Bessie Carter reveals how proud her parents Jim Carter and Imelda Staunton are of her first big TV role in Howards End

As the daughter of acting legends Jim Carter and Imelda Staunton, Bessie Carter was destined to tread the boards herself. Now, after graduating from drama school last year, Bessie is tackling her first big TV role as wealthy Evie Wilcox in period drama Howards End.

But as Evie’s father Henry (Matthew Macfadyen) becomes closer to kindly Margaret Schlegel (Hayley Atwell) this week, following the death of his wife Ruth (Julia Ormond), trouble is on the horizon.

Here, Bessie Carter tells TV Times about her role in Howards End and her proud parents…

TV Times: What’s your take on Evie?

Bessie Carter: “I find her funny because she’s really into exercise. It’s the modern equivalent of people who ski every year and drink green juice and it’s funny to play that in a petticoat! Evie’s into simple things like cars and breeding puppies. She can’t understand Margaret who’s into books and poems and wants to help poor people. Margaret isn’t immediately a threat because she is not in Evie’s immediate circle. But as she slowly creeps into her family, Evie feels pushed out.”

Howards End

TVT: Was there a particularly memorable day for you on set?

BC: “Oddly, I really liked doing Ruth’s funeral. There were about 20 of us walking with the coffin down a long path through a field. They’d frosted fake snow on the field and it looked really beautiful. Those moments make me think, ‘I love this job,’ because we were all buying into that world.”

TVT: Was there fun during filming too?

BC: “Yes, I had a dream of a time. Matthew and Hayley were so welcoming and helpful with technical things like cameras but I also went punting in Cambridge with Jonah Hauer-King and Joe Bannister, who play Evie’s brothers Paul and Charles. Punting is really hard but it was funny because people thought we were real Cambridge students!”

TVT: Did you watch the original 1992 film version with Emma Thompson?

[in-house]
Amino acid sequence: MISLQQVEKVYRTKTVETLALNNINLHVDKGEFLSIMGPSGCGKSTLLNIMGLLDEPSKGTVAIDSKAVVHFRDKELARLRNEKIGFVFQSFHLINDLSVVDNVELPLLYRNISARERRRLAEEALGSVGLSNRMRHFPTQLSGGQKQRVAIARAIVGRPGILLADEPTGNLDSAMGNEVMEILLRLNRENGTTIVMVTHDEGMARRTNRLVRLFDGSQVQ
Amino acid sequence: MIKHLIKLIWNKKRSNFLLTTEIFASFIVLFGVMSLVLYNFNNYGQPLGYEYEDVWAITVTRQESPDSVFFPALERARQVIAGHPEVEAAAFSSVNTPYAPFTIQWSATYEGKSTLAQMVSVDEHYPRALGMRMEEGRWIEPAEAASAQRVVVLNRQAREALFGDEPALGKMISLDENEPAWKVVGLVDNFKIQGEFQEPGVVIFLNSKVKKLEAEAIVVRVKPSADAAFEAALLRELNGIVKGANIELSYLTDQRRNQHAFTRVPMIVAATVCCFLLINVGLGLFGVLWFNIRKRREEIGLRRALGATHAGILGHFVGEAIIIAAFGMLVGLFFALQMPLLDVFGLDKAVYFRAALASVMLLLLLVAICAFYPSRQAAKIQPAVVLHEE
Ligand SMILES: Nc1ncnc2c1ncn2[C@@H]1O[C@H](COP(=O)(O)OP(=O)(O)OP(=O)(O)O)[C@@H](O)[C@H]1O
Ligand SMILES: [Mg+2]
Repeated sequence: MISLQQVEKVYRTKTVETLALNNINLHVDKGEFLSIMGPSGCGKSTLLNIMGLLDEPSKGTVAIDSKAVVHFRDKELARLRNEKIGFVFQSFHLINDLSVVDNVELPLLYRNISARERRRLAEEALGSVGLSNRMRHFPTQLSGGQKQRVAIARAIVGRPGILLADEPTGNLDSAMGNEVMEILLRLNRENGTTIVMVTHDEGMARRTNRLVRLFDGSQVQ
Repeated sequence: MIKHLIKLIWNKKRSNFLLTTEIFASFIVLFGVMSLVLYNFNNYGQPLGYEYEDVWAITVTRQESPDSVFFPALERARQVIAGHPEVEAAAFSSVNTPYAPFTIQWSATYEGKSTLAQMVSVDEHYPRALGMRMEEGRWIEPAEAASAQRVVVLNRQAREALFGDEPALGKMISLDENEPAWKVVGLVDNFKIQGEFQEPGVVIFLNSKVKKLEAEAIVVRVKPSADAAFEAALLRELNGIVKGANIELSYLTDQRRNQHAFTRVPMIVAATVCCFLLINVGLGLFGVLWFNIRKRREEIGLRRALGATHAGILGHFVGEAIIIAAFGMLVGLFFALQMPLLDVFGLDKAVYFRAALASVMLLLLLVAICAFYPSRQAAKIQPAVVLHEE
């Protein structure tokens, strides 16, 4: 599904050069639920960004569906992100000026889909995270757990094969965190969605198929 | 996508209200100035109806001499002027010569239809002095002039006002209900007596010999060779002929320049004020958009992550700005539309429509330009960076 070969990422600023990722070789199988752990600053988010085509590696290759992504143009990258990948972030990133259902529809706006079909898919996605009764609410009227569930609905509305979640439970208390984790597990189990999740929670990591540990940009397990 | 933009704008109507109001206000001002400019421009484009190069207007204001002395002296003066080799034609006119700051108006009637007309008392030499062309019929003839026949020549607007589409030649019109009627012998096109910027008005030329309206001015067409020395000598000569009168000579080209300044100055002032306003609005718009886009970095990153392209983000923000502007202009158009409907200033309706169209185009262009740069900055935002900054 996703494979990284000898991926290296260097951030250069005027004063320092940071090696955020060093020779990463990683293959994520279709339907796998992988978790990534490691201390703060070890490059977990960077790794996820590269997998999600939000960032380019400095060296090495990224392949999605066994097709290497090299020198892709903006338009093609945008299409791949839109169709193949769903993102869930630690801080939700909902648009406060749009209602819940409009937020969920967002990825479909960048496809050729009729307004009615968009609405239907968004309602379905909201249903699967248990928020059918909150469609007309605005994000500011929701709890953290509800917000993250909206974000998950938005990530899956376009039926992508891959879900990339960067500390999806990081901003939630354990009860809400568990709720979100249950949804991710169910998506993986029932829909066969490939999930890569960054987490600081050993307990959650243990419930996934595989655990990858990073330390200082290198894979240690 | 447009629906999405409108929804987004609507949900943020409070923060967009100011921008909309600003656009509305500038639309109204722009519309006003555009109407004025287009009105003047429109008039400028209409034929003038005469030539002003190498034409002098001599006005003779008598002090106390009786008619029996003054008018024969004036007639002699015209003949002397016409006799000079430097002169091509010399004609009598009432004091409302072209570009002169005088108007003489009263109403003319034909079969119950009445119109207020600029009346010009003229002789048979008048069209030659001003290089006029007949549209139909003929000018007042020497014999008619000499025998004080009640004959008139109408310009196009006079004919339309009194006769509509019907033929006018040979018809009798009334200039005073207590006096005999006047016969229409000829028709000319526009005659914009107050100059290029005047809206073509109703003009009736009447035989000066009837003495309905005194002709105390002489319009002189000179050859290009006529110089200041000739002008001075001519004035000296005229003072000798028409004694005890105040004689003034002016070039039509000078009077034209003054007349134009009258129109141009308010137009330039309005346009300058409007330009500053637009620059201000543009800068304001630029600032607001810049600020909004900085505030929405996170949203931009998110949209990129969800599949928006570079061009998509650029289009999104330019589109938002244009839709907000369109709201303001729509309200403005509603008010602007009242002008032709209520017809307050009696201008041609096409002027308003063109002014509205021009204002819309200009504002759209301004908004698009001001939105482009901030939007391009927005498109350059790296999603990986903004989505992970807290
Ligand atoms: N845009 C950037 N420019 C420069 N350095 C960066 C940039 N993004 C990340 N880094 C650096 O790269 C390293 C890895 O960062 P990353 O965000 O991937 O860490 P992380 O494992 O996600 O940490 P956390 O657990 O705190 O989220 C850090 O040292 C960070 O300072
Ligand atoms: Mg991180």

BC: “I did and my family are Emma’s neighbours so I’ve known her since I was a tiny child. I spoke to her about it and told her I had got the job. Watching it now, the film is still fantastic and people love it so I’m intrigued to see what they make of this because it feels modern, it’s not old-fashioned.”

TVT: What do your parents think of you becoming an actress?

BC: “They’re thrilled but they can’t believe it’s happening. When I called them and told them I got this job, I’ve never heard Dad’s voice go that high-pitched before, he was screaming! It was weird though, there was never a moment of me saying, ‘I’m going to be an actor,’ it just naturally went that way. I loved doing school plays and I was used to being backstage with my parents and hiding in the wings. They never told me to do it or not to do it. When I got into drama school they just felt, ‘She really wants this and hopefully she can do it a little bit!’”

TVT: Do they give you advice?

BC: “They give advice when I ask for it but they don’t really want to push it! I just ask Dad what words mean or about pronunciation because  I want to do this on my own and find my own way. Also, because I moved out last year, we are not so much in each other’s worlds anymore. We do a nice FaceTime every once in a while and I give them updates.”

TVT: We’ve also seen you in an episode of Doc Martin recently as a sailing instructor, was it fun to do something contemporary?

BC: “Yes, I feel I’m getting a good mixture of things under my belt. I love a bit of period drama and Howards End feels like a good first step for me, although I did Cranford with my parents when I was about 14. But in Doc Martin, it was great to wear a jumpsuit and a Beanie. Next I’ll have to do something in space with CGI!”

Howards End continues on Sunday at 9pm on BBC1